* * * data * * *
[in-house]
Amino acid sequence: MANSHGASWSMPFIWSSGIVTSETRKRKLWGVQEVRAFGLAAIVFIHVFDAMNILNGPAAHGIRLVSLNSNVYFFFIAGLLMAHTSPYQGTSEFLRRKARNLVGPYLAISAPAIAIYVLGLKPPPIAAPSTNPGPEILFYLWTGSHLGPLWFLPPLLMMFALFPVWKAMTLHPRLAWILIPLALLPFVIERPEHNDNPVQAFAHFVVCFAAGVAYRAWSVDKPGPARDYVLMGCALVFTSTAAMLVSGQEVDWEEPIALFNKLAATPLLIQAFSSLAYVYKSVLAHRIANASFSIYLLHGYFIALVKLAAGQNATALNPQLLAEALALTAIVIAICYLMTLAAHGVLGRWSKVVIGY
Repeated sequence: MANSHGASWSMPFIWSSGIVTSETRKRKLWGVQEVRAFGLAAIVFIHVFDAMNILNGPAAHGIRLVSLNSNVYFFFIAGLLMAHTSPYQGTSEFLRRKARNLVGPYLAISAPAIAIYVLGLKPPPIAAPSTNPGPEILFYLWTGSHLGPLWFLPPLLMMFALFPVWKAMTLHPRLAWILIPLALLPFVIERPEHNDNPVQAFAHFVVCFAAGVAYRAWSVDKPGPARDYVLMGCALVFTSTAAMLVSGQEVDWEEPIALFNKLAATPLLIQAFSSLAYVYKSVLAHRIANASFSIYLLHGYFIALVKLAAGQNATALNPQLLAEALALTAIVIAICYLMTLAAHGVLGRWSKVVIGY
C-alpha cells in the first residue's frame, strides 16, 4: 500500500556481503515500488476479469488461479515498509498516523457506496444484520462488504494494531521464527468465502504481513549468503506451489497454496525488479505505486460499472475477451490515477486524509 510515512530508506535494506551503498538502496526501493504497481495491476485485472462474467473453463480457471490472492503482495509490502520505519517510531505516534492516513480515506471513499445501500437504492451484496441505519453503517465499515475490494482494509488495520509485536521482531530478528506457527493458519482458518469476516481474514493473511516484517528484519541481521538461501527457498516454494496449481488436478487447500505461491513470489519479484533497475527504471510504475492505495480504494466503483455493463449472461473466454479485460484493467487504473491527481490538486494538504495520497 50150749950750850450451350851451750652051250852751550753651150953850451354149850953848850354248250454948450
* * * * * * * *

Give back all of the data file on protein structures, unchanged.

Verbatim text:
[in-house]
Amino acid sequence: MANSHGASWSMPFIWSSGIVTSETRKRKLWGVQEVRAFGLAAIVFIHVFDAMNILNGPAAHGIRLVSLNSNVYFFFIAGLLMAHTSPYQGTSEFLRRKARNLVGPYLAISAPAIAIYVLGLKPPPIAAPSTNPGPEILFYLWTGSHLGPLWFLPPLLMMFALFPVWKAMTLHPRLAWILIPLALLPFVIERPEHNDNPVQAFAHFVVCFAAGVAYRAWSVDKPGPARDYVLMGCALVFTSTAAMLVSGQEVDWEEPIALFNKLAATPLLIQAFSSLAYVYKSVLAHRIANASFSIYLLHGYFIALVKLAAGQNATALNPQLLAEALALTAIVIAICYLMTLAAHGVLGRWSKVVIGY
Repeated sequence: MANSHGASWSMPFIWSSGIVTSETRKRKLWGVQEVRAFGLAAIVFIHVFDAMNILNGPAAHGIRLVSLNSNVYFFFIAGLLMAHTSPYQGTSEFLRRKARNLVGPYLAISAPAIAIYVLGLKPPPIAAPSTNPGPEILFYLWTGSHLGPLWFLPPLLMMFALFPVWKAMTLHPRLAWILIPLALLPFVIERPEHNDNPVQAFAHFVVCFAAGVAYRAWSVDKPGPARDYVLMGCALVFTSTAAMLVSGQEVDWEEPIALFNKLAATPLLIQAFSSLAYVYKSVLAHRIANASFSIYLLHGYFIALVKLAAGQNATALNPQLLAEALALTAIVIAICYLMTLAAHGVLGRWSKVVIGY
C-alpha cells in the first residue's frame, strides 16, 4: 500500500556481503515500488476479469488461479515498509498516523457506496444484520462488504494494531521464527468465502504481513549468503506451489497454496525488479505505486460499472475477451490515477486524509 510515512530508506535494506551503498538502496526501493504497481495491476485485472462474467473453463480457471490472492503482495509490502520505519517510531505516534492516513480515506471513499445501500437504492451484496441505519453503517465499515475490494482494509488495520509485536521482531530478528506457527493458519482458518469476516481474514493473511516484517528484519541481521538461501527457498516454494496449481488436478487447500505461491513470489519479484533497475527504471510504475492505495480504494466503483455493463449472461473466454479485460484493467487504473491527481490538486494538504495520497 50150749950750850450451350851451750652051250852751550753651150953850451354149850953848850354248250454948450